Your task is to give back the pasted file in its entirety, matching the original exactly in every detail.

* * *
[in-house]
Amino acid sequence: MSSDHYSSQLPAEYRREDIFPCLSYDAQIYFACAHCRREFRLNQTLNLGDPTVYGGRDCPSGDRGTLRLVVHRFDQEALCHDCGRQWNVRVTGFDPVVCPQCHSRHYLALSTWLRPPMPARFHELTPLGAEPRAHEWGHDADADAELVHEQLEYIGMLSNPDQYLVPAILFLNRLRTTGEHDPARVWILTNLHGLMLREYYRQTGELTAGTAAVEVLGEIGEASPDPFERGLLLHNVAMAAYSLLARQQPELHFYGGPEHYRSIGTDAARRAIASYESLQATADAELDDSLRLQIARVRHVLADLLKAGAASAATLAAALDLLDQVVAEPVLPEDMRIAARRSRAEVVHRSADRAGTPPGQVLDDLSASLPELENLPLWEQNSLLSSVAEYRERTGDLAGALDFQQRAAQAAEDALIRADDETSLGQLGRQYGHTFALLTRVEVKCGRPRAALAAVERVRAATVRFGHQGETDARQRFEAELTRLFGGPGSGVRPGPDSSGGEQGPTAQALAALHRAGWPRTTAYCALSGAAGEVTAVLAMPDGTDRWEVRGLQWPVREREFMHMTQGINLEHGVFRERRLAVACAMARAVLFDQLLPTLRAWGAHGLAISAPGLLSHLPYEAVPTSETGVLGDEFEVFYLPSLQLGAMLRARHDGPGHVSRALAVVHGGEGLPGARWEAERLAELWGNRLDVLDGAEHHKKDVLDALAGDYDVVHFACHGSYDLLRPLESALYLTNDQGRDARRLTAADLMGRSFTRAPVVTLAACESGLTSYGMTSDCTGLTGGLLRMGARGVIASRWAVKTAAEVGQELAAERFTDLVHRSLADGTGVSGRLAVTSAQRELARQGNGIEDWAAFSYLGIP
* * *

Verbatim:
[in-house]
Amino acid sequence: MSSDHYSSQLPAEYRREDIFPCLSYDAQIYFACAHCRREFRLNQTLNLGDPTVYGGRDCPSGDRGTLRLVVHRFDQEALCHDCGRQWNVRVTGFDPVVCPQCHSRHYLALSTWLRPPMPARFHELTPLGAEPRAHEWGHDADADAELVHEQLEYIGMLSNPDQYLVPAILFLNRLRTTGEHDPARVWILTNLHGLMLREYYRQTGELTAGTAAVEVLGEIGEASPDPFERGLLLHNVAMAAYSLLARQQPELHFYGGPEHYRSIGTDAARRAIASYESLQATADAELDDSLRLQIARVRHVLADLLKAGAASAATLAAALDLLDQVVAEPVLPEDMRIAARRSRAEVVHRSADRAGTPPGQVLDDLSASLPELENLPLWEQNSLLSSVAEYRERTGDLAGALDFQQRAAQAAEDALIRADDETSLGQLGRQYGHTFALLTRVEVKCGRPRAALAAVERVRAATVRFGHQGETDARQRFEAELTRLFGGPGSGVRPGPDSSGGEQGPTAQALAALHRAGWPRTTAYCALSGAAGEVTAVLAMPDGTDRWEVRGLQWPVREREFMHMTQGINLEHGVFRERRLAVACAMARAVLFDQLLPTLRAWGAHGLAISAPGLLSHLPYEAVPTSETGVLGDEFEVFYLPSLQLGAMLRARHDGPGHVSRALAVVHGGEGLPGARWEAERLAELWGNRLDVLDGAEHHKKDVLDALAGDYDVVHFACHGSYDLLRPLESALYLTNDQGRDARRLTAADLMGRSFTRAPVVTLAACESGLTSYGMTSDCTGLTGGLLRMGARGVIASRWAVKTAAEVGQELAAERFTDLVHRSLADGTGVSGRLAVTSAQRELARQGNGIEDWAAFSYLGIP